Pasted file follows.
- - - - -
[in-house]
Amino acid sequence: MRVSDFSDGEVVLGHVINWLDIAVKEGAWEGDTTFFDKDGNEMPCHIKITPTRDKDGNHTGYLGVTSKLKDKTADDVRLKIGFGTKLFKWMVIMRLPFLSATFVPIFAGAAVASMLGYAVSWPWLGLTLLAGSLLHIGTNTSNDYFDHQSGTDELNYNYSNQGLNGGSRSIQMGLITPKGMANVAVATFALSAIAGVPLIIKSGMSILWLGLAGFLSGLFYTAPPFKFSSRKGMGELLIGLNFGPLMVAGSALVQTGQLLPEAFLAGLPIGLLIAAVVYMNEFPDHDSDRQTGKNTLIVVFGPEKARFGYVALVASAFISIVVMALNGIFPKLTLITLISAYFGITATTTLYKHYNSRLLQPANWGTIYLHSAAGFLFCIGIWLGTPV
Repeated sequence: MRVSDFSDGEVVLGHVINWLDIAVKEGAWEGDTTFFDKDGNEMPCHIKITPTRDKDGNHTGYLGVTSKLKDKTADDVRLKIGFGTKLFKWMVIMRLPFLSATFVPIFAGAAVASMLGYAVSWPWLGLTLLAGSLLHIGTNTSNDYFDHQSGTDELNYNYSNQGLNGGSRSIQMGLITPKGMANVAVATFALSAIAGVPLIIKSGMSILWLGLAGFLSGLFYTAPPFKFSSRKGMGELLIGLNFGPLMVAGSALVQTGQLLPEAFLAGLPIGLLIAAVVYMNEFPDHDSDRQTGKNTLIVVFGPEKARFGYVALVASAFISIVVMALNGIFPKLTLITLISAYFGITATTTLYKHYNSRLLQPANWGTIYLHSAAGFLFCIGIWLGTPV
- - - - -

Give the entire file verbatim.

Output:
[in-house]
Amino acid sequence: MRVSDFSDGEVVLGHVINWLDIAVKEGAWEGDTTFFDKDGNEMPCHIKITPTRDKDGNHTGYLGVTSKLKDKTADDVRLKIGFGTKLFKWMVIMRLPFLSATFVPIFAGAAVASMLGYAVSWPWLGLTLLAGSLLHIGTNTSNDYFDHQSGTDELNYNYSNQGLNGGSRSIQMGLITPKGMANVAVATFALSAIAGVPLIIKSGMSILWLGLAGFLSGLFYTAPPFKFSSRKGMGELLIGLNFGPLMVAGSALVQTGQLLPEAFLAGLPIGLLIAAVVYMNEFPDHDSDRQTGKNTLIVVFGPEKARFGYVALVASAFISIVVMALNGIFPKLTLITLISAYFGITATTTLYKHYNSRLLQPANWGTIYLHSAAGFLFCIGIWLGTPV
Repeated sequence: MRVSDFSDGEVVLGHVINWLDIAVKEGAWEGDTTFFDKDGNEMPCHIKITPTRDKDGNHTGYLGVTSKLKDKTADDVRLKIGFGTKLFKWMVIMRLPFLSATFVPIFAGAAVASMLGYAVSWPWLGLTLLAGSLLHIGTNTSNDYFDHQSGTDELNYNYSNQGLNGGSRSIQMGLITPKGMANVAVATFALSAIAGVPLIIKSGMSILWLGLAGFLSGLFYTAPPFKFSSRKGMGELLIGLNFGPLMVAGSALVQTGQLLPEAFLAGLPIGLLIAAVVYMNEFPDHDSDRQTGKNTLIVVFGPEKARFGYVALVASAFISIVVMALNGIFPKLTLITLISAYFGITATTTLYKHYNSRLLQPANWGTIYLHSAAGFLFCIGIWLGTPV